Another Musician Recognizing New Business Models
from the about-time dept
The Penny Distribution blog has alerted us to the news that musician Kristin Hersh has actually adopted something very much like the model I described. Her plan is even a little more advanced, as there are different "levels" of membership with different benefits included. At the base level of $10/quarter (which still seems a bit pricey to me -- I would think that it would help more to have an opening level that costs less than a big record label CD per year), you get a sticker, a poster and a copy of her new CD before anyone else does. As the prices get higher, she starts to get more creative. For $30/quarter, you'll also get "a works in progress sampler CD" of new music that she's working on, plus you'll get yourself and one other person on the guest list for one of her shows. There are even higher levels of support, including one where you'd get to spend time in the studio with Kristin all the way up to getting executive producer credits on her next album.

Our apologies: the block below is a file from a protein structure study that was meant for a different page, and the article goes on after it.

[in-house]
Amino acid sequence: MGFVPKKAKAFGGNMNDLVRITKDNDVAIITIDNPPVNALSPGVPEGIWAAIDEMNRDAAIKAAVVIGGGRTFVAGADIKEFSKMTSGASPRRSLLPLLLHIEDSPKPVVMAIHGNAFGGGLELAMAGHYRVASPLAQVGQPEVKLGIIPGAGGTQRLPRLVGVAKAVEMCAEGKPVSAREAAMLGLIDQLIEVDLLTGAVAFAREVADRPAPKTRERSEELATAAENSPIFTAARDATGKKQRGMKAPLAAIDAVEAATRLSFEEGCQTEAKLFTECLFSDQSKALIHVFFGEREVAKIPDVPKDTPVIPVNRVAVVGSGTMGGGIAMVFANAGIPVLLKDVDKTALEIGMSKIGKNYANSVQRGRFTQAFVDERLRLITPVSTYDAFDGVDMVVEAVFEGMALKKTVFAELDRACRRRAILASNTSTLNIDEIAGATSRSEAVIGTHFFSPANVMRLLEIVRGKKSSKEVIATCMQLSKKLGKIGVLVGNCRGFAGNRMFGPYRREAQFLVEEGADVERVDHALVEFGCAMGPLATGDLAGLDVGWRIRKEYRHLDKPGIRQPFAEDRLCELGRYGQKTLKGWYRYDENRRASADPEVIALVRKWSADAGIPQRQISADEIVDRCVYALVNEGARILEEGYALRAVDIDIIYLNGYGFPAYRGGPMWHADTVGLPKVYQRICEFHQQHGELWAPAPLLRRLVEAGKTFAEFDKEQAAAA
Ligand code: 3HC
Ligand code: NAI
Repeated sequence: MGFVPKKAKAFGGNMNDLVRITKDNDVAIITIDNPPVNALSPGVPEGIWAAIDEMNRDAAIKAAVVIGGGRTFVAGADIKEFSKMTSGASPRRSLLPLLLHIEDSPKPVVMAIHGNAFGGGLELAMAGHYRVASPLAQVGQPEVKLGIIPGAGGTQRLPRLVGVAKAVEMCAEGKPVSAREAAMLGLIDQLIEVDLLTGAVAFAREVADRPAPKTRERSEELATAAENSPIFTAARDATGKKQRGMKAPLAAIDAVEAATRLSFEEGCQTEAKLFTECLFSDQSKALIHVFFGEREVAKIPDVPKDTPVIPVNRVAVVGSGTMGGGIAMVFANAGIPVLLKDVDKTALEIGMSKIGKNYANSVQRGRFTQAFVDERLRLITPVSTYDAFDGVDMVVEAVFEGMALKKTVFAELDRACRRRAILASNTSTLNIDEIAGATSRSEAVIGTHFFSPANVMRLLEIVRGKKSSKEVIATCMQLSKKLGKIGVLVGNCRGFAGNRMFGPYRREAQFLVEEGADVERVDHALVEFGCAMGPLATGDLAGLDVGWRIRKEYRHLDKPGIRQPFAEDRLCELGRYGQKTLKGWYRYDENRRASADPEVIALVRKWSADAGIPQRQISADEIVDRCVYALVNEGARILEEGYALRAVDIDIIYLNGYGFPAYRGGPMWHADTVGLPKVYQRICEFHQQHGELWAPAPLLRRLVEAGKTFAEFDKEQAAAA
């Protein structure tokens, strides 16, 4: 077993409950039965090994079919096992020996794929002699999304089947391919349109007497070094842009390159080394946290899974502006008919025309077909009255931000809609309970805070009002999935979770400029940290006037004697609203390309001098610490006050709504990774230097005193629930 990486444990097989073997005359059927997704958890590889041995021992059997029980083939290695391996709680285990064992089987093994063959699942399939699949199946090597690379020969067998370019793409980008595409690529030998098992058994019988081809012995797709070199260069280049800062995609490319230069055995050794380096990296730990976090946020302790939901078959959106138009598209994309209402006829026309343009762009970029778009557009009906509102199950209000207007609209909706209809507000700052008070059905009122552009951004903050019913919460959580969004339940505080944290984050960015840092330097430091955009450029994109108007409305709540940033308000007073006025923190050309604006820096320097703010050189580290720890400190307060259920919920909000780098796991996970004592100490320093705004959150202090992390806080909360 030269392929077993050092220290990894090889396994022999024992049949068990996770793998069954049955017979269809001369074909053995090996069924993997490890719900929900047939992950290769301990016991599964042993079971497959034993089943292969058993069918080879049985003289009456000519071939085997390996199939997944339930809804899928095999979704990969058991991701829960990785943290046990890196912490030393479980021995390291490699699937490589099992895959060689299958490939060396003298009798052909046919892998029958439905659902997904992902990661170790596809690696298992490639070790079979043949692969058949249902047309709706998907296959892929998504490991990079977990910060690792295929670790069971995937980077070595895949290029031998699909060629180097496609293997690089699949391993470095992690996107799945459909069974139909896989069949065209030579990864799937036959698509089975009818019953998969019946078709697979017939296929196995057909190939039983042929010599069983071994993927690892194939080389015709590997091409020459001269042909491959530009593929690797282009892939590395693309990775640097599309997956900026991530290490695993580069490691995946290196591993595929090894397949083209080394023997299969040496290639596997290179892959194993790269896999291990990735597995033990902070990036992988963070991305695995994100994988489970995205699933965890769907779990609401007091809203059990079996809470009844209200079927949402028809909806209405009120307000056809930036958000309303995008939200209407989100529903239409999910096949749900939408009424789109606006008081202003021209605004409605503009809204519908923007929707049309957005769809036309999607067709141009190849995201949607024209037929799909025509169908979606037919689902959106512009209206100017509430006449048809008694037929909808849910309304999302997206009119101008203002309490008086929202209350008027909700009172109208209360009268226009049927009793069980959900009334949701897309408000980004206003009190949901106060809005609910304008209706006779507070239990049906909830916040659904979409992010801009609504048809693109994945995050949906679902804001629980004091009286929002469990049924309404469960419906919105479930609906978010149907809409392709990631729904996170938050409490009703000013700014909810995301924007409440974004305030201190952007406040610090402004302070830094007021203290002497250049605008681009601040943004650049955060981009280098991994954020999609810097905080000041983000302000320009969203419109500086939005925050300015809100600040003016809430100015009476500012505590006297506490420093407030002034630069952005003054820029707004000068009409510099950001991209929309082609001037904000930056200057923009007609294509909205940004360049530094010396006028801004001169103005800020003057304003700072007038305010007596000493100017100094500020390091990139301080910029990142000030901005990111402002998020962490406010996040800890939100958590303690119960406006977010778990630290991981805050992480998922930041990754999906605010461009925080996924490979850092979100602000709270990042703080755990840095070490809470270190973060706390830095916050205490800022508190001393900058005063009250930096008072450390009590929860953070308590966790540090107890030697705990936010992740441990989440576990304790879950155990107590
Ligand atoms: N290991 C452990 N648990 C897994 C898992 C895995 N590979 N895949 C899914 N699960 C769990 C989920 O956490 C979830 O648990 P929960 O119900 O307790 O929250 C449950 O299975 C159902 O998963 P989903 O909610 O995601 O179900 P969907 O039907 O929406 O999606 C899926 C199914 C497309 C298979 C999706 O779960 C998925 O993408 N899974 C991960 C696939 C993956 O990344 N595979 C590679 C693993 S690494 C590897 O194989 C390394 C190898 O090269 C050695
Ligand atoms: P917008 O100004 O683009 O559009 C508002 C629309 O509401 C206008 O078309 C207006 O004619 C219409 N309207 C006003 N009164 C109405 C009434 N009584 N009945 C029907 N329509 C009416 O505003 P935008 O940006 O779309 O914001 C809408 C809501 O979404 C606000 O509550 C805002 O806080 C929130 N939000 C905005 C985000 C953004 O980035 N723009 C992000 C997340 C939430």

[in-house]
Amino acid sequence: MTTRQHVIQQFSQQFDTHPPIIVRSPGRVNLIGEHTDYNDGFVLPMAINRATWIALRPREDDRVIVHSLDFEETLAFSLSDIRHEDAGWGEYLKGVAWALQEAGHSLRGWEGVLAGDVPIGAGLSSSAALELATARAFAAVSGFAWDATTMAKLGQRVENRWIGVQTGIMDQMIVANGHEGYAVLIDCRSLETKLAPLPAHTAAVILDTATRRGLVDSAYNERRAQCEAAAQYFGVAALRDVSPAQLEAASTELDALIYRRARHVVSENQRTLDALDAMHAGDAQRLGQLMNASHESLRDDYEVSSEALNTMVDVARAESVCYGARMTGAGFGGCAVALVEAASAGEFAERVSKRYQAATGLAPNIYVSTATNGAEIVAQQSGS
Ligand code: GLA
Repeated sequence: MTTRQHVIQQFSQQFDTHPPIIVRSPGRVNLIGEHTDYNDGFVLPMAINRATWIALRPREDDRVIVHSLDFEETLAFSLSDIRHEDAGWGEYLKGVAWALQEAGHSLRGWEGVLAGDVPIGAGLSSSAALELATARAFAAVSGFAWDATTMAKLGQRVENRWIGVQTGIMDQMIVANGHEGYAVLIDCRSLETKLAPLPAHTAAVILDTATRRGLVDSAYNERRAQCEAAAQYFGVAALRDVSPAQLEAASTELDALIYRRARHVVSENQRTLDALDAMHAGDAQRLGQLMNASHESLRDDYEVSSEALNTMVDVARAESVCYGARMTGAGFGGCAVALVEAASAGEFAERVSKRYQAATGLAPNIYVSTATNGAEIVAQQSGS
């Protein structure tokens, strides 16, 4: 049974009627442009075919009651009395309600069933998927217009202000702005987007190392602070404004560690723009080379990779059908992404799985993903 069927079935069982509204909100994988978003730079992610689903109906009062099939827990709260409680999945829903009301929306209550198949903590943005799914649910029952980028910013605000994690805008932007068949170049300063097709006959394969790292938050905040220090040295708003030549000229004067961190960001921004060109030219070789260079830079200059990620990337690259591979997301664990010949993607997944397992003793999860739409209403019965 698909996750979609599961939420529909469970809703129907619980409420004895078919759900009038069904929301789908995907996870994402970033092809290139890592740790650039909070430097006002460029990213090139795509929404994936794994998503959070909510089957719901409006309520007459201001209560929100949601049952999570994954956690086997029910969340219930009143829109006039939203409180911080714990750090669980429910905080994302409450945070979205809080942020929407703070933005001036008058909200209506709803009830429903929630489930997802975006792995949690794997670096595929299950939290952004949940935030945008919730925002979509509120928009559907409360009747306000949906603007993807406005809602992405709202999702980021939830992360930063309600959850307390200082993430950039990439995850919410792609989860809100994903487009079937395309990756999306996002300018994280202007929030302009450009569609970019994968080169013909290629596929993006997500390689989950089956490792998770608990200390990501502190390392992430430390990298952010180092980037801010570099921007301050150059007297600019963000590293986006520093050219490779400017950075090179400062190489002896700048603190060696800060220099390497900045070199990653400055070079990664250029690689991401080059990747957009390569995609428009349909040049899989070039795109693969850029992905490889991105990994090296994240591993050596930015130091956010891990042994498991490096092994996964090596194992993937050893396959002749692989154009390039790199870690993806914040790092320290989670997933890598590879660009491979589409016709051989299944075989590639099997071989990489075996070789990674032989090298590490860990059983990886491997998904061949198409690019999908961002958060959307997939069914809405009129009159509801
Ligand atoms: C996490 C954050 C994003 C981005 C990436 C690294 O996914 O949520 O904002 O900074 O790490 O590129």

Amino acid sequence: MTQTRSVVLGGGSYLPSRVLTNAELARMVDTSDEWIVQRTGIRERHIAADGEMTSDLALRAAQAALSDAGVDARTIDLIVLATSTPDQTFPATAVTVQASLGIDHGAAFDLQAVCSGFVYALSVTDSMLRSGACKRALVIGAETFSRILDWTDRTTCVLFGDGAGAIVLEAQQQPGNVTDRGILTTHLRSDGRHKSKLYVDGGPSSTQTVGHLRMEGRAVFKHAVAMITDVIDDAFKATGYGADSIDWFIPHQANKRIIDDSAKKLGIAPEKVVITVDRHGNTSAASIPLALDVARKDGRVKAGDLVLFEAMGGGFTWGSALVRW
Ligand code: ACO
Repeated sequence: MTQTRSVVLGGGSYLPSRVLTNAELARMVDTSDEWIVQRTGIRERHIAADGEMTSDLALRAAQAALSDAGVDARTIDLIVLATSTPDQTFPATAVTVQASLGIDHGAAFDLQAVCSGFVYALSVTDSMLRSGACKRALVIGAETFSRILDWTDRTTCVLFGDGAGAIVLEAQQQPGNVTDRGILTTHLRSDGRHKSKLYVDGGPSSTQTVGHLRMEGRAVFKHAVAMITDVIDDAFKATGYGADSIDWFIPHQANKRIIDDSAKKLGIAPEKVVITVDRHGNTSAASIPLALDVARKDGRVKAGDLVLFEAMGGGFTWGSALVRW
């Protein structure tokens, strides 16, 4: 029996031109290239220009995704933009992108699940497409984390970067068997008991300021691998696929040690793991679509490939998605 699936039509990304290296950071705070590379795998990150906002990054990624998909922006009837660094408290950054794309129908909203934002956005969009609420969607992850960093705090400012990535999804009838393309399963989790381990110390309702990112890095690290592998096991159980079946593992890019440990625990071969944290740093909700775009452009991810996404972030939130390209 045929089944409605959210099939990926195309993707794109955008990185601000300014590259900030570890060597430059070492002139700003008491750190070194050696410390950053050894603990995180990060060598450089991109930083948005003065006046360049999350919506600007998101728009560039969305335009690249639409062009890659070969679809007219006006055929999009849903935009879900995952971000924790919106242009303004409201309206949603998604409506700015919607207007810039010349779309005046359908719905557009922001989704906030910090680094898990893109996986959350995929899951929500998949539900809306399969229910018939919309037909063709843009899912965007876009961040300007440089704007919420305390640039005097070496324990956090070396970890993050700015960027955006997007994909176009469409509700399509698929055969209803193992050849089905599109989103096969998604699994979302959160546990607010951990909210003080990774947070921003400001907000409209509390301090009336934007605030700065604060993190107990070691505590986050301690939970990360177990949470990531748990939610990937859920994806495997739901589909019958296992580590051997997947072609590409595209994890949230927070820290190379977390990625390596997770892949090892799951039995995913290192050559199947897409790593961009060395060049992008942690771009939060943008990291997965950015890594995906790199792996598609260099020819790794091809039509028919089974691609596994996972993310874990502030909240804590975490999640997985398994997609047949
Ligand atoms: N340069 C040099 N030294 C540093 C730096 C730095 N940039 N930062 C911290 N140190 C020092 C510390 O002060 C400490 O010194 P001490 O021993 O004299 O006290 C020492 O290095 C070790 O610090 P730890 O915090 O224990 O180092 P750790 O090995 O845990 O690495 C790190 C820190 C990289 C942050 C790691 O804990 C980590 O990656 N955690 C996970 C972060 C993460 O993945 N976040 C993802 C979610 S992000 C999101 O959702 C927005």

I think this is definitely a move in the right direction -- and I'm hopeful that other bands will start to adopt similar policies. In this case, it feels like the prices are a little too high, and the benefits are a little too low, but it may depend on how popular the artist is (Penny Distribution says Hersh is popular -- I've never heard of her). Also, in her mission statement about the new model, she seems to be suggesting that this model is "principles over profit" where she's unlikely to profit as much through it. That doesn't sound right either. If you embrace this model properly, you should certainly be able to profit nicely from it -- as you can drum up a larger, more committed following who are more willing to pay sums of money directly to you, rather than filtered through a bunch of middlemen all taking their cuts.